Quantcast
Environmental News for a Healthier Planet and Life

Help Support EcoWatch

Dangerous Levels of Methane Found While Testing Natural Gas Leaks in D.C.

Climate

By Tina Sigurdson

A team of scientists using portable methane detectors reported last week that it has detected 5,893 leaks of methane, the main component of natural gas, from gas utility lines in Washington D.C.

Last February, the team, composed of researchers from Duke and Boston Universities and led by Robert Jackson, a professor at Duke University’s Nicholas School of the Environment, determined that a dozen of those leaks were big enough to trigger explosions. Its members promptly reported the leaks to Washington Gas Co., according to a paper published in the journal Environmental Science & Technology. But when the scientists retested those sites in June, nine were still emitting dangerous amounts of methane.

Jackson told USA Today that he was “shocked” that Washington Gas hadn’t repaired the leaks. “If you dropped a cigarette down a manhole . . . it could have blown up,” he explained.

Jackson and his colleagues from Duke and Boston University launched their first leak detection project in the fall of 2011, driving the streets of Boston in cars fitted with sensors that sniff methane. They found more than 3,000 leaks across the city. As a result of their findings, utility crews fixed six leaks large enough to cause explosions.

The team repeated the experiment in Washington D.C., in January and February of last year. They discovered that the concentrations of methane in D.C. gas leaks were higher than in Boston’s leaks: fully 51 of the leaks in D.C. contained more methane than Boston’s biggest leak. Two of the 12 potentially explosive leaks in D.C. were found near Union Station. Another was located in downtown Washington, near office buildings and a George Washington University residence hall. The Washington Post’s website shows a map of the leaks.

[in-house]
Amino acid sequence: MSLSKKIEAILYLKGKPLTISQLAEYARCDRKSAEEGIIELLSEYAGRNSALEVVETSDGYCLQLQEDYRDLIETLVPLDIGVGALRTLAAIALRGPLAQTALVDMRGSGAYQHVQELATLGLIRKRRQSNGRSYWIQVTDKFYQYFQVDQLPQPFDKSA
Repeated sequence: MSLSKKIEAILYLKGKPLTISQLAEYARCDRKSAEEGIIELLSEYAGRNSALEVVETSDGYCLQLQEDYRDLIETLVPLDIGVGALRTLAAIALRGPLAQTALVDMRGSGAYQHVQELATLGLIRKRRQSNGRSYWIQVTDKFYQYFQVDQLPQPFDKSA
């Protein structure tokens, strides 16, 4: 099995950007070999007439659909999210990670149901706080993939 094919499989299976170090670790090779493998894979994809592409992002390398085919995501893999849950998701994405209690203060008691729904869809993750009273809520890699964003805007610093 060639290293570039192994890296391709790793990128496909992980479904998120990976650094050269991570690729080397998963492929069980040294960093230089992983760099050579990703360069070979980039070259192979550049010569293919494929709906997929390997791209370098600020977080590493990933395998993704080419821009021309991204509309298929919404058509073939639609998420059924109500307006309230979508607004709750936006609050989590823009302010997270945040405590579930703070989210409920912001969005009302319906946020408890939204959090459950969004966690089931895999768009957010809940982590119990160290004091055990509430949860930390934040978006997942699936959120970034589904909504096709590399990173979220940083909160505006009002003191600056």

Natural gas leaks in Boston, D.C. and other cities are often caused by the deterioration of decades-old cast iron and bare steel pipes. Washington has a higher percentage of distribution mains made of cast iron than any other place in the country. That may explain the prevalence of methane leaks in the city. 

Sen. Markey (D-MA) introduced two bills last year to support natural gas pipeline development and repair. A report prepared by Markey’s staff asserts that because gas companies can charge their customers for “lost” gas, between 2000 and 2011, American consumers paid as much as $20 billion for gas they never received.

The companies are less able to pass along the costs of capital improvements and repairs. Consequently, they have been slow to replace old pipes with safer materials such as plastic. In 2012, natural gas transmission and distribution pipeline incidents killed seven people, injured 51 more and caused almost $8 million in property damage, as reported by the U.S. Department of Transportation. Some of these tragedies have been attributed to old pipes. A 2011 explosion in Allentown, PA, caused by an aging cast-iron pipe, killed five people and destroyed eight homes.

A less visible but serious problem is that methane is a greenhouse gas at least 20 times more potent than carbon dioxide. According to the U.S. Environmental Protection Agency, roughly 60 percent of global methane emissions are caused by human activity, and leaks occurring during natural gas and oil extraction, production and distribution are the nation’s most significant source of these emissions. These leaks contribute significantly to global warming—a sobering fact often overlooked by those who propose to increase natural gas use as an alternative to coal.

The findings by Jackson’s team underscore the need for repairs to the aging natural gas infrastructure. As Jackson told the Environmental Working Group, “Reducing natural gas leaks will save people money, improve consumer safety and air quality, and cut greenhouse gas emissions.”